Rob Barnett: How ADIRA are supporting BME people in our city

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As we celebrate Black History Month this October, Sheffield Flourish feature the work of ADIRA in supporting BME people in Sheffield. Rob Barnett found out more about the organisation and what they are up to by speaking with ADIRA’s founder.

ADIRA Support group poster

This October is Black History Month, a national (and international) celebration of black history, arts and culture. ADIRA, a Sheffield-based organisation, will be celebrating the month with a conference. I found out more about ADIRA while meeting up with its founder, Ursula Myrie.

Ursula says the organisation is challenging what she calls the unspoken taboo of mental health in the black community, as well as offering help and support to the community in Sheffield and surrounding areas.

During Black History Month ADIRA is staging the ‘MENTAL HEALTH AND ME – The Unspoken Taboo in the Black Community’ conference and is planning the introduction of ‘Young, Black & Gifted’ awards. More on both below.

ADIRA, which comes from the Hebrew meaning ‘strong, dignified and powerful’, works in the following ways:

• providing women, who have experienced, or who are currently experiencing, mental health problems with a safe, friendly meeting space, education and training, information and advice, and social and leisure activities.

• engaging with young black people, to maximise their potential and nurture increased aspirations whilst improving resilience.

• organising events to raise awareness of issues affecting the black community.

Ursula founded ADIRA in 2012 along with Marjorie Frater and Amina Ali. It initially ran for three years until funding cuts meant it closed in December 2014 when Ursula also suffered a severe mental breakdown.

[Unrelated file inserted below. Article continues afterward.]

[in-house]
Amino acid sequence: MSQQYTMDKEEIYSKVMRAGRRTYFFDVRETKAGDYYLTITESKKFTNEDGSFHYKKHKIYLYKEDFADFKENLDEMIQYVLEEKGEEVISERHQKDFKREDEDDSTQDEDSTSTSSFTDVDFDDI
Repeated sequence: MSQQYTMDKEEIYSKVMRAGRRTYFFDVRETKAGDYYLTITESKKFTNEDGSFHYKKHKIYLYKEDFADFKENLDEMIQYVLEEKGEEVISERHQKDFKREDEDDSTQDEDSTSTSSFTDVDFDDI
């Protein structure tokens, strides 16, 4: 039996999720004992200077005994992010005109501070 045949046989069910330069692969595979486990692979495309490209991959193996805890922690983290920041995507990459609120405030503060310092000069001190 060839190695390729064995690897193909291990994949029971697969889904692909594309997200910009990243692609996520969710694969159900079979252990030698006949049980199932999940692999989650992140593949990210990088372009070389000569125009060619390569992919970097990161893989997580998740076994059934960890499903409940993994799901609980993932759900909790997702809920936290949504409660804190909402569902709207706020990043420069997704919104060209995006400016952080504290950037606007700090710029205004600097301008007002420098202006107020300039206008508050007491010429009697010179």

With renewed funding, ADIRA restarted in January this year.

It runs a mental wellbeing support group, called Black Mental Wellness, for black women that meets on the last Saturday of every month.

The group aims to tackle such issues as the high suicide rate among young black people and white privilege at work. The latter can result in mental health problems for black staff.

Black Mental Wellness is attended by 10-15 people and is gradually growing.

Ursula says: “It’s somewhere to go and offload without being judged, corrected or having to justify how you feel.

“All the women who attend the group say it’s so needed and that they love the group.

“Nothing is off topic or off limits.”

While this group supports black women, ADIRA is engaging with young black people by introducing its Young, Black & Gifted awards next year.

These awards will celebrate the achievements and hard work of young black people, contrasting strongly with their often negative stereotype in the media.

Before this however, on Saturday 13th October, Victoria Hall in central Sheffield will host the ‘MENTAL HEALTH AND ME – The Unspoken Taboo in the Black Community’ Conference from 10am-4pm.

Among the organisations invited are Sheffield City Council, Sheffield Mind, Healthwatch Sheffield, Young Healthwatch Sheffield, Sheffield Futures, and Sheffield Flourish.

The conference’s objectives are:

  • raising awareness of mental health taboos in the black community and getting its members to talk about them
  • acting as a bridge-building exercise in light of the review of the Mental Health Act by giving the black community a chance to have a say
  • bringing in predominantly white organisations to speak to and hear from the black community.

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